For many months early in 2015 the topic of writing a book covering the practice of antifragility would come up. These occasions were around the timing of the “Antifragility Panel/Webinar: Practice Beyond the Rhetoric!”.
On many occasions over dinner during 2015, Si and I would discuss doing a book together. We were searching for a way to make it happen. The demands of the work in which we were engaged were so extreme that they prevented much more than wishful thinking. However, ultimately something triggered us to make traction and below is the timeline that resulted in getting the book published.
Oct 2015 – Discussed spending a long weekend cloistered to work on the book. Of course since both of us have spouses with whom we are very madly in love (Milad Alhir and Cat Gould) some insight from them was required. The plan was to remain near the client site, hole up in Si’s hotel room and work out the outline, draft content and basically get a publishable version done — a 72 hour writing marathon. That plan also meant a weekend away from the source of our sanity and vitality. That idea didn’t survive.
2nd week Nov 2015 – Having been thwarted with our previous plan and with book publishing ardor still running high an alternate plan was needed. In true antifragile style the conditions or reality required us to adapt or not publish. Somewhere during one of our evenings the idea came up of creating an eBook that would contain a brief description, reference the recordings from the webinars, initial contributions from us and at least a few from those in Si’s network that might be interested. The response was magnificent. Seven wonderful contributors provided answers to the basic questions.
- How have you interpreted Taleb’s concept of Antifragility?
- How have you translated your interpretation into practice?
- What are the results and impacts of your efforts?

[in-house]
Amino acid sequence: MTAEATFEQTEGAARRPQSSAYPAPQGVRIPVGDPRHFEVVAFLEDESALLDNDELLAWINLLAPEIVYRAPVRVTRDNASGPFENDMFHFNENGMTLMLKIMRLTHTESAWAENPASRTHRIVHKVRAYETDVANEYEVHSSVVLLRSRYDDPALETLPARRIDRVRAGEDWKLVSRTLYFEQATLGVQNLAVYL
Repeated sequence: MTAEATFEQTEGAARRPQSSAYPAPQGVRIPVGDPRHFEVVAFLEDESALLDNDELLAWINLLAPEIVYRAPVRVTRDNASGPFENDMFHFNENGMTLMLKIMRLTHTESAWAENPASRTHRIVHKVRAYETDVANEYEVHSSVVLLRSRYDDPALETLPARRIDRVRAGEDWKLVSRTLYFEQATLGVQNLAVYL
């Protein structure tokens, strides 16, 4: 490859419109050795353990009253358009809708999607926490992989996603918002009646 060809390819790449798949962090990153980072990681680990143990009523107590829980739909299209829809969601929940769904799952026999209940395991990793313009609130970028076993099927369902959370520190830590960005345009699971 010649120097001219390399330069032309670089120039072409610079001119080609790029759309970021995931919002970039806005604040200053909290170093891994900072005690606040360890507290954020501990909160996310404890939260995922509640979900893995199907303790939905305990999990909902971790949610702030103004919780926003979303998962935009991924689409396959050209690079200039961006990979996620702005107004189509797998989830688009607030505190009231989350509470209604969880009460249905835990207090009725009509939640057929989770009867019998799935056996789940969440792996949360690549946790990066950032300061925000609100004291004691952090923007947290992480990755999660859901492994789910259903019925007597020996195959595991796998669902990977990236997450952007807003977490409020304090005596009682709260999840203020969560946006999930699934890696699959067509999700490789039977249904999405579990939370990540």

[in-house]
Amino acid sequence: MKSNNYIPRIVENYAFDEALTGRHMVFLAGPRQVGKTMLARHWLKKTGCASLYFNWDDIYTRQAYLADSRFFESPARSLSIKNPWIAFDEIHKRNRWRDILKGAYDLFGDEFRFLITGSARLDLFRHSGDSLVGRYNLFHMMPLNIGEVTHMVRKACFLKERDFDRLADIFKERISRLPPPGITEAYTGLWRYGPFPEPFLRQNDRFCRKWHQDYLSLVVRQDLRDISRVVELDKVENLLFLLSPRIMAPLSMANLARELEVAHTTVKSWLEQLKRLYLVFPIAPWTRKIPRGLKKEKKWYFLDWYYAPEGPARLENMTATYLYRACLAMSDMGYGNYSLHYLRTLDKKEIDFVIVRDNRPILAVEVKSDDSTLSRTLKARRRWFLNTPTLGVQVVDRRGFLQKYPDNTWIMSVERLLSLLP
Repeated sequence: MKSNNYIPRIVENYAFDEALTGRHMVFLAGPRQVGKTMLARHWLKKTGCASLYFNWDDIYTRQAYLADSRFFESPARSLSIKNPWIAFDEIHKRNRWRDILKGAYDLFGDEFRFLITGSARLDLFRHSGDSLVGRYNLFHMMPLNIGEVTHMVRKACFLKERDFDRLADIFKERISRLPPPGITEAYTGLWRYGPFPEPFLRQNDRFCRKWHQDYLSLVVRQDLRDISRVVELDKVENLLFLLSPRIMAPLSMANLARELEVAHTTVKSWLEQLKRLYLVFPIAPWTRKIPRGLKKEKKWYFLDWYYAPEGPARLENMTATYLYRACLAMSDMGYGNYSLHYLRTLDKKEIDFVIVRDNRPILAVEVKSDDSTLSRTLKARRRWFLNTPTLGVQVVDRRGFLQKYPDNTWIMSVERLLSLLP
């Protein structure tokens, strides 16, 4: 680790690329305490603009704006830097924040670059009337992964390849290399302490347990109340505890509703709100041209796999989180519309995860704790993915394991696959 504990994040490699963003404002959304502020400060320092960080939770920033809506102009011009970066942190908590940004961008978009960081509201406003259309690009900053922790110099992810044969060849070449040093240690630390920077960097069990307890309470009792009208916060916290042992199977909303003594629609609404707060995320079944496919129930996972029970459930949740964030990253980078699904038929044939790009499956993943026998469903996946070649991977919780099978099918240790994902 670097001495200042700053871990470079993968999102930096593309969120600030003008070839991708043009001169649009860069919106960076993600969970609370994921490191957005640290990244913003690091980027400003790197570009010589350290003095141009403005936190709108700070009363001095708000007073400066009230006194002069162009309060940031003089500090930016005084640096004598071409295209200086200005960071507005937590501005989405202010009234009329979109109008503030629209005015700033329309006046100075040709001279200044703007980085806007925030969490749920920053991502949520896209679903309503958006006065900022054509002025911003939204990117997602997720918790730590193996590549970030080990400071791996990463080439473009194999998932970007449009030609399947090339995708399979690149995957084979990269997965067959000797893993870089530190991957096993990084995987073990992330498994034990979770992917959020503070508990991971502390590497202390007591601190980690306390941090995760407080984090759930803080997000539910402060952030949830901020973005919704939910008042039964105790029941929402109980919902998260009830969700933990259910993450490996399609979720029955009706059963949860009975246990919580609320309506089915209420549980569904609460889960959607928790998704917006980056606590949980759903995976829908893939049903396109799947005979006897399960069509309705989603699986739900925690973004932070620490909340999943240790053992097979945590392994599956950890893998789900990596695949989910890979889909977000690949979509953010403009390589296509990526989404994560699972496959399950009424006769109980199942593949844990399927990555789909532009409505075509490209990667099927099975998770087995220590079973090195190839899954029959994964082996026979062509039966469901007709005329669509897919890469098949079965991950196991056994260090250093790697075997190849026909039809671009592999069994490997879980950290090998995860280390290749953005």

15 Nov 2015 – Exploring the Practice of Antifragility site created. During the previous week when it became clear that we could get enough content from contributors to get a viable eBook completed, Si reached out to all the webinar contributors to ensure everyone was “in the know” and created a site to house the details. A stroke of genius. Here you can get access to the recordings from the webinars and see all the ebook contributors and when their work was added. Of course, this site will be updated as new contributors participate.
21 Nov 2015 – Published. Si did the “heavy lifting” to get the book organized and published while provided the “sounding board” for anything he wanted to discuss and explore. Though I’ve written several books none are published yet so I don’t have the immediate experience. Our ability to work together is deeply rooted in how much we respect each other and how we have demonstrated to one another that we take the necessary initiative and actions to meet our commitments — we make a good team!
To say we were excited to bring the book to the world with the concept of accumulating the insights and wisdom of so many would be a gross understatement. When the book became available I was at Edisto Island for our family’s annual Thanksgiving get together. Needless to say I showed everyone. I purchased two books. I couldn’t help it.
25 Nov 2015 – I was floored. Nassim Taleb bought our book. What else is there to say.
25 Nov 2015 – I was too excited to keep track of the actual date. On Amazon Best Sellers One-Hour Business & Money Short Reads we went to #2.
26 Nov 2015 – We went to number #1 on the same list. Shortly after we went to #1 Hot New Releases
28 Nov 2015 – Three new contributors were added.